Own your 40 seconds

In her latest column, Chilliwack Golf and Country Club's Jennifer Greggain offers tips on staying focused between shots.

  • Aug. 23, 2012 7:00 p.m.

Jennifer teaches golf to adults and juniors at the Chilliwack Golf Academy. She played professionally on tour for over 10 years, including 2 years on the LPGA. She was also named the 2010 CN Canadian Women’s Tour Low Teaching Pro of the Year.  She can be contacted at 604-798-9805, or at Jennifer@chilliwackgolf.com

 

Remaining focused for 18 holes of golf can be difficult. Many players become distracted, which can cost them valuable strokes. Here are a few tips to help keep your head in the game for your entire round.

To remain completely focused for four or five hours (the average playing time of 18 holes) is nearly impossible. Great players are able to relax between shots, then return to the ‘zone’ and completely focus their thoughts on their next shot.

I call this ‘owning your 40 seconds.’

It takes about that long to execute a shot. Remaining completely focused for 40 seconds per shot is much more reasonable than four or five hours.

It’s important to let your mind take a break between shots, like thinking about things other than golf while you’re walking to your next shot.

Some players use this time to chat with their playing partners, for example. But when it’s your turn to hit, you must be able to return to your zone of complete focus.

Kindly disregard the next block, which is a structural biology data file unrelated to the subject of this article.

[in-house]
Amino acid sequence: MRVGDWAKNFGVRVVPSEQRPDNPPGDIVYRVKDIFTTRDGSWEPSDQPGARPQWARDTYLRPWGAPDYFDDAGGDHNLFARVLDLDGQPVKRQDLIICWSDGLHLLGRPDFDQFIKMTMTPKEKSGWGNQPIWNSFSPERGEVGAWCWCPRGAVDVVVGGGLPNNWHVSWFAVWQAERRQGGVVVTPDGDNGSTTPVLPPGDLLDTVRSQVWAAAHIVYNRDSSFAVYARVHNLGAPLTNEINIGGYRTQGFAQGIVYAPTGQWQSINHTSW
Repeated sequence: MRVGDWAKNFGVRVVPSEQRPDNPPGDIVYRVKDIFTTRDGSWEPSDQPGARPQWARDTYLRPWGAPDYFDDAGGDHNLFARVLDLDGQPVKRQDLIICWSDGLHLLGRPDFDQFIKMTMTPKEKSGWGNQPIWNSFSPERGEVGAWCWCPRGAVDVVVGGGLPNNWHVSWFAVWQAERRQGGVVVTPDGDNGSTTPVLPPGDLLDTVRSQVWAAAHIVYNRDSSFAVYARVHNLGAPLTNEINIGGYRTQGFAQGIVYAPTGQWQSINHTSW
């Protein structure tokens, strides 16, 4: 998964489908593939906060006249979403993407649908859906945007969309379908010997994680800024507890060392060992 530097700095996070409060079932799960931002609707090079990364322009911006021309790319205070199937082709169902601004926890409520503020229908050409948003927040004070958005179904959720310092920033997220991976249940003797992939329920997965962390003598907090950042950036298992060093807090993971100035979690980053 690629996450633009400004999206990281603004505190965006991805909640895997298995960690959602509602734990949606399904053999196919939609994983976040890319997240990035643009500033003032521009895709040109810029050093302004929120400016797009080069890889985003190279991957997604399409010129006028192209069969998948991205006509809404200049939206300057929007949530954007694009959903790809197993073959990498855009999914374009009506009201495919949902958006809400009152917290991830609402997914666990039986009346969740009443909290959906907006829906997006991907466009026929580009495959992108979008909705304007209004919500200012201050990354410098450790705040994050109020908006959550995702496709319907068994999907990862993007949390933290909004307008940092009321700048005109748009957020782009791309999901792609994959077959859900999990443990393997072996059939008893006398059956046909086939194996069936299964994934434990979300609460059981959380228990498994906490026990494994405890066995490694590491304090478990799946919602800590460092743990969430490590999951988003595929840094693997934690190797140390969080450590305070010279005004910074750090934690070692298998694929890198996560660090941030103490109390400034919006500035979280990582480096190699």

But ‘owning your 40 seconds’ is not just about focusing during your shot. It’s also about taking control of the tee box during your 40 seconds. This 40 seconds is yours, so don’t let anything (or anyone) take it from you.

Does it bother you when you are paired with players you don’t know, or having others watching you tee off on the first hole? What if the group in front of you is slow and won’t let you play through? Or if you just took a high score on your last hole? And what if that slice that you’ve been working to eliminate works its way back into your game?

Believe it or not, these are all things that are ‘not in your control’ during your round. Ultimately, where the ball ends up is also not in your direct control. You could hit a perfect shot, exactly as you were intending, only to find that it takes a bad bounce and ends up in a bad position.

So why do we worry about things that are not in our control? Do you think that by wasting your energy on worrying about these uncontrollable variables, you will hit a better golf shot? I would argue that it would hinder you, yet golfers are plagued by these distractions all the time!

To successfully block out these distractions, you must take control of your time during your shot and own your 40 seconds. There are many things that are not in your control. However, one thing that is definitely in your control is how you think through the shot.

Focus on the process of hitting the upcoming shot. And don’t worry about the things that are not in your control. That’s the best piece of advice that I can ever give, and that counts for both on and off the golf course!